FDA Approves New Indication for Ibrutinib in Waldenström’s Macroglobulinemia

The US Food and Drug Administration (FDA) today expanded the approved use of Imbruvica® (ibrutinib) for patients with Waldenström’s macroglobulinemia, a rare type of B-cell lymphoma. Imbruvica® is the first therapy indicated specifically for Waldenström’s macroglobulinemia and previously received Breakthrough Therapy designation for this use.

A type of non-Hodgkin lymphoma, Waldenström’s macroglobulinemia usually gets worse slowly over time and causes B lymphocytes to grow within the bone marrow, lymph nodes, liver, and spleen. The abnormal B cells also overproduce a protein known as immunoglobulin M or IgM (macroglobulin) that may lead to excess bleeding and problems with vision and the nervous system.

According to the National Cancer Institute, approximately 70,800 Americans were diagnosed and 18,990 died from non-Hodgkin lymphomas in 2014.  Imbruvica® is a selective inhibitor of Bruton’s tyrosine kinase, a component of the B-cell receptor signaling pathway that plays a key role in the development and progression of Waldenström’s macroglobulinemia. In other words, the targeted therapy attacks the pathway that mediates disease progression.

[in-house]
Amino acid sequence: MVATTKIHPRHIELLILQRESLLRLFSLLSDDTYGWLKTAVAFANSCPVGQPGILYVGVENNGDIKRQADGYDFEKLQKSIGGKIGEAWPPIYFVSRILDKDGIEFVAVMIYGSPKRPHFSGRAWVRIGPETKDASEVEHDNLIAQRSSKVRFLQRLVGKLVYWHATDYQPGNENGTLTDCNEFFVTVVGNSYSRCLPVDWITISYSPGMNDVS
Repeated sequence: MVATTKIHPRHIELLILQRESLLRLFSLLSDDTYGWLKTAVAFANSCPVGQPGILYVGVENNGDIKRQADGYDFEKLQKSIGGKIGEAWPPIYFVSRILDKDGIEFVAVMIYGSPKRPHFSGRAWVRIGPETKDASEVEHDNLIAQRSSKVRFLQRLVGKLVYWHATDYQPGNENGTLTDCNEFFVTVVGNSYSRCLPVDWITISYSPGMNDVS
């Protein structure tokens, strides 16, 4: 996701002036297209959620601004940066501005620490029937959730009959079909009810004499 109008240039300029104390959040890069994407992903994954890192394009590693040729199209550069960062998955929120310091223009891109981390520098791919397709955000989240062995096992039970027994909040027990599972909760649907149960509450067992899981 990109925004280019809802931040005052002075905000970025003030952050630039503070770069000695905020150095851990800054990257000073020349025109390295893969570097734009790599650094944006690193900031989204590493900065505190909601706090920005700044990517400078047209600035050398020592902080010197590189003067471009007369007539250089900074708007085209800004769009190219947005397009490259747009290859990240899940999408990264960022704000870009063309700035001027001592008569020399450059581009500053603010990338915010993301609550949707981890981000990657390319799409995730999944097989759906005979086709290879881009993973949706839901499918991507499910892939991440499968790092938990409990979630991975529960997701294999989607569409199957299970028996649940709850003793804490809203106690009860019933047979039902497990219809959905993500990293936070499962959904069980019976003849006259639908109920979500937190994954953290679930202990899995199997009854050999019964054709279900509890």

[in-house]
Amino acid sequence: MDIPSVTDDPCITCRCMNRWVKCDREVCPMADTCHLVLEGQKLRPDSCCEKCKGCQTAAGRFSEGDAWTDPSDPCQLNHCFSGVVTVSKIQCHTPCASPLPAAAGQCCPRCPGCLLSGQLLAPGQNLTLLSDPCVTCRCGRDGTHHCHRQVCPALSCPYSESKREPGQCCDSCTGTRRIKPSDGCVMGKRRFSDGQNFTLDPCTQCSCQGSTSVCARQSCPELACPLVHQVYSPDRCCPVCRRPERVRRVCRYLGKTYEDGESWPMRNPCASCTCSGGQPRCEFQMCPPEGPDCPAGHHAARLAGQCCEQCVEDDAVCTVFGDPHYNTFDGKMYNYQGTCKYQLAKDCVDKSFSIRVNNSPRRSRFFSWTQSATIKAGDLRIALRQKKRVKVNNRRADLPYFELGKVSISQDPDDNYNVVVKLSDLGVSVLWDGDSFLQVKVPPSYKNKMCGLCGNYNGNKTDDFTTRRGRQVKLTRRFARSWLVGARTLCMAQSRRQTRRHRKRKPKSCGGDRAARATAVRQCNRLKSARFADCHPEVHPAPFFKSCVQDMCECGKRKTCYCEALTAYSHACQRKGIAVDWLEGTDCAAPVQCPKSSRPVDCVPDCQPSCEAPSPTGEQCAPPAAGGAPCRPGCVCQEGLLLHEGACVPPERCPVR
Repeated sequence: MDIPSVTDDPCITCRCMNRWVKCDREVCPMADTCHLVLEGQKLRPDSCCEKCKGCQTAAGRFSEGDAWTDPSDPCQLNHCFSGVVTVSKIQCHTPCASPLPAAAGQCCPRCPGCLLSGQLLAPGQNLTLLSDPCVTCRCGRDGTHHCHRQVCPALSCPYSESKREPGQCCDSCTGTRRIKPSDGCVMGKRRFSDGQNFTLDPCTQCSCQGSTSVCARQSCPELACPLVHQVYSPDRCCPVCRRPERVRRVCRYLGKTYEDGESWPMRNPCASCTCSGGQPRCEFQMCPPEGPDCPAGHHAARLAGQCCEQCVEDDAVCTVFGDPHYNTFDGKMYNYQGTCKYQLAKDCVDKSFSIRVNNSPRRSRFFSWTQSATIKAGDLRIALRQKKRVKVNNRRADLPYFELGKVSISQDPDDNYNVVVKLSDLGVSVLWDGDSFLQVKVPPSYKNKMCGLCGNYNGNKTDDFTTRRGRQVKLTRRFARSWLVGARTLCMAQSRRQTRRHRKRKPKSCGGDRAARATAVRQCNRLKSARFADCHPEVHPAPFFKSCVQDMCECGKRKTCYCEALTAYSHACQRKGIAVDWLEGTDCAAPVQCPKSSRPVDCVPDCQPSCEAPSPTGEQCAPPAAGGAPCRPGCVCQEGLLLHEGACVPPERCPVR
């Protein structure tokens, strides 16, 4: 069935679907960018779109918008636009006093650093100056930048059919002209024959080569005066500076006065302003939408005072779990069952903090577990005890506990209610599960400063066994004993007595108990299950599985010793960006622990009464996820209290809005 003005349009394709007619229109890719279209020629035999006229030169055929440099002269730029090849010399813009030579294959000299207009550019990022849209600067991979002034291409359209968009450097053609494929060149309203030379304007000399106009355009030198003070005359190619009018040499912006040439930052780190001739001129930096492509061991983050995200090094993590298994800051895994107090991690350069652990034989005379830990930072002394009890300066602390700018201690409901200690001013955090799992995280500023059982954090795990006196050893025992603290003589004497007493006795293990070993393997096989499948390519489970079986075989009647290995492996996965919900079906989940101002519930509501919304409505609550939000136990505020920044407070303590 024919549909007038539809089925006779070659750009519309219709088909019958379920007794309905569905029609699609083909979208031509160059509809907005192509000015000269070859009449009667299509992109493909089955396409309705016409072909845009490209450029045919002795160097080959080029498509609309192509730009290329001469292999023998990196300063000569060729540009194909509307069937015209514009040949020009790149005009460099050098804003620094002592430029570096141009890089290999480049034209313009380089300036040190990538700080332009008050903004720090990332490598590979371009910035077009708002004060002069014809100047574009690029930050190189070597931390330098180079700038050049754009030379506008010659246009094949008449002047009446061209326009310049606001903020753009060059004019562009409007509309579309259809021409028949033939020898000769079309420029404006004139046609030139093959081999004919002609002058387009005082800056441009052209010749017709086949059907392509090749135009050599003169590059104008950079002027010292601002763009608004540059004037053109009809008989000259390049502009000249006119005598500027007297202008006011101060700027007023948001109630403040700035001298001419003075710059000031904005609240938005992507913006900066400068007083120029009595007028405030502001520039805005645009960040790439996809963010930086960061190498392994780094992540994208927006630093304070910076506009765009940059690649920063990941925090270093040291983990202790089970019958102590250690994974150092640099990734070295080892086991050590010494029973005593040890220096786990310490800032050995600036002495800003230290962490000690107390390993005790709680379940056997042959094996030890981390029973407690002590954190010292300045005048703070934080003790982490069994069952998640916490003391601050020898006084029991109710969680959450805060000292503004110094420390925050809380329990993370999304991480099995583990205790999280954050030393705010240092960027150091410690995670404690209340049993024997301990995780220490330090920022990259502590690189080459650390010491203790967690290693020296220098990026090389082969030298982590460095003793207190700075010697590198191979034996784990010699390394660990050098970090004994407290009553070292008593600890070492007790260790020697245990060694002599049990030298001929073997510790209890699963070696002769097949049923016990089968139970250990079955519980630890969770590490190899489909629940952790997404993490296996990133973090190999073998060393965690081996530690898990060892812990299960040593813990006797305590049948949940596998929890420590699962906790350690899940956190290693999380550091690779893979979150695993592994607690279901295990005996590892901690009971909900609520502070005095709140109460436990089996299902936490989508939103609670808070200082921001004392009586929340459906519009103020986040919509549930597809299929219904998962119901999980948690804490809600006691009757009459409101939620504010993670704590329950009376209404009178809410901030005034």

The new approval was based on data from a phase II multicenter study of 63 previously treated patients with Waldenström’s macroglobulinemia. All study participants received a daily 420-mg dose of Imbruvica® until disease progression or side effects became intolerable. Results showed 62% of participants had their cancer shrink after treatment (overall response rate). Nearly 51% of patients achieved a partial response, and 11% achieved a very good partial response. No complete responses were reported. At the time of the study, the duration of response ranged from 2.8 months to approximately 18.8 months.

Reference:  Treon SP, Tripsas CK, Yang G, et al: A prospective multicenter study of the Bruton’s tyrosine kinase inhibitor ibrutinib in patients with relapsed or refractory Waldenstrom’s macroglobulinemia. 2013 ASH Annual Meeting. Abstract 251. Presented December 9, 2013.

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